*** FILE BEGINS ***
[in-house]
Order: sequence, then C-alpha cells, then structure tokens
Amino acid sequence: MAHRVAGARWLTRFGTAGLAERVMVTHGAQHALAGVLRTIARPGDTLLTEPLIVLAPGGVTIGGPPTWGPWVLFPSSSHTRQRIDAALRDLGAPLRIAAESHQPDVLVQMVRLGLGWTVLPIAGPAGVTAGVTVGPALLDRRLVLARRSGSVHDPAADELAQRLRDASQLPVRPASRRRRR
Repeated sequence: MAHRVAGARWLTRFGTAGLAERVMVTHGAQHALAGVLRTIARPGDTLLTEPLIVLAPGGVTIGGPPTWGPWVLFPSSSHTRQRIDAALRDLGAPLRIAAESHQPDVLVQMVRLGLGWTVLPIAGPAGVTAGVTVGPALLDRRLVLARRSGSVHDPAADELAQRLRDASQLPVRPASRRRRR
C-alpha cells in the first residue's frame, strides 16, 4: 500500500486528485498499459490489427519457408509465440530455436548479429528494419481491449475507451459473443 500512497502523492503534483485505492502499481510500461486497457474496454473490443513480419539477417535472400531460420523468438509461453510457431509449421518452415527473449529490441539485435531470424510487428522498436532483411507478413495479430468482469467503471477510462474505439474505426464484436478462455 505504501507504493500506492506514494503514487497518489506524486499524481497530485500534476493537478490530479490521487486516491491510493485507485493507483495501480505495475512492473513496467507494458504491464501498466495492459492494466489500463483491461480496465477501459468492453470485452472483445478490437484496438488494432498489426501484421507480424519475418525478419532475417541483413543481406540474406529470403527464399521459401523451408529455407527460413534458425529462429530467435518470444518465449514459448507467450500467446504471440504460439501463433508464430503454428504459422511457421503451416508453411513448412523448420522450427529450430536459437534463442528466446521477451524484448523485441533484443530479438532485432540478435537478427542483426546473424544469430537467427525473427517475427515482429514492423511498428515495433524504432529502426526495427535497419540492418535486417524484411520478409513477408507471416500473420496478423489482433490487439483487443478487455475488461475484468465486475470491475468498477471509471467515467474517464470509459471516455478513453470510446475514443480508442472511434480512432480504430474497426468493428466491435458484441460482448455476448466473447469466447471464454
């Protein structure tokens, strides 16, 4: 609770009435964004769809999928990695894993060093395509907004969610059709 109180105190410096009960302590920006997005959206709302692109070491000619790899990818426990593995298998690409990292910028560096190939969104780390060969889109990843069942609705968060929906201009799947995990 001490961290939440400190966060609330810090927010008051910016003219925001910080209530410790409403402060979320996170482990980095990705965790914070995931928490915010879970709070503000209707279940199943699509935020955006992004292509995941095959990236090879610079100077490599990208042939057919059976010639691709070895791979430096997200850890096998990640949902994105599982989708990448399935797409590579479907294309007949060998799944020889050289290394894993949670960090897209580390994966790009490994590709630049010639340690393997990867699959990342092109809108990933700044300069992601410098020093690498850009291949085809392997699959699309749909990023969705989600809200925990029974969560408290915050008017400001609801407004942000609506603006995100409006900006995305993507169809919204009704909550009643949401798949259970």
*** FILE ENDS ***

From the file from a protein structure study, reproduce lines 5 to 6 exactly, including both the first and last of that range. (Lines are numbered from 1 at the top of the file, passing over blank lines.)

C-alpha cells in the first residue's frame, strides 16, 4: 500500500486528485498499459490489427519457408509465440530455436548479429528494419481491449475507451459473443 500512497502523492503534483485505492502499481510500461486497457474496454473490443513480419539477417535472400531460420523468438509461453510457431509449421518452415527473449529490441539485435531470424510487428522498436532483411507478413495479430468482469467503471477510462474505439474505426464484436478462455 505504501507504493500506492506514494503514487497518489506524486499524481497530485500534476493537478490530479490521487486516491491510493485507485493507483495501480505495475512492473513496467507494458504491464501498466495492459492494466489500463483491461480496465477501459468492453470485452472483445478490437484496438488494432498489426501484421507480424519475418525478419532475417541483413543481406540474406529470403527464399521459401523451408529455407527460413534458425529462429530467435518470444518465449514459448507467450500467446504471440504460439501463433508464430503454428504459422511457421503451416508453411513448412523448420522450427529450430536459437534463442528466446521477451524484448523485441533484443530479438532485432540478435537478427542483426546473424544469430537467427525473427517475427515482429514492423511498428515495433524504432529502426526495427535497419540492418535486417524484411520478409513477408507471416500473420496478423489482433490487439483487443478487455475488461475484468465486475470491475468498477471509471467515467474517464470509459471516455478513453470510446475514443480508442472511434480512432480504430474497426468493428466491435458484441460482448455476448466473447469466447471464454
């Protein structure tokens, strides 16, 4: 609770009435964004769809999928990695894993060093395509907004969610059709 109180105190410096009960302590920006997005959206709302692109070491000619790899990818426990593995298998690409990292910028560096190939969104780390060969889109990843069942609705968060929906201009799947995990 001490961290939440400190966060609330810090927010008051910016003219925001910080209530410790409403402060979320996170482990980095990705965790914070995931928490915010879970709070503000209707279940199943699509935020955006992004292509995941095959990236090879610079100077490599990208042939057919059976010639691709070895791979430096997200850890096998990640949902994105599982989708990448399935797409590579479907294309007949060998799944020889050289290394894993949670960090897209580390994966790009490994590709630049010639340690393997990867699959990342092109809108990933700044300069992601410098020093690498850009291949085809392997699959699309749909990023969705989600809200925990029974969560408290915050008017400001609801407004942000609506603006995100409006900006995305993507169809919204009704909550009643949401798949259970």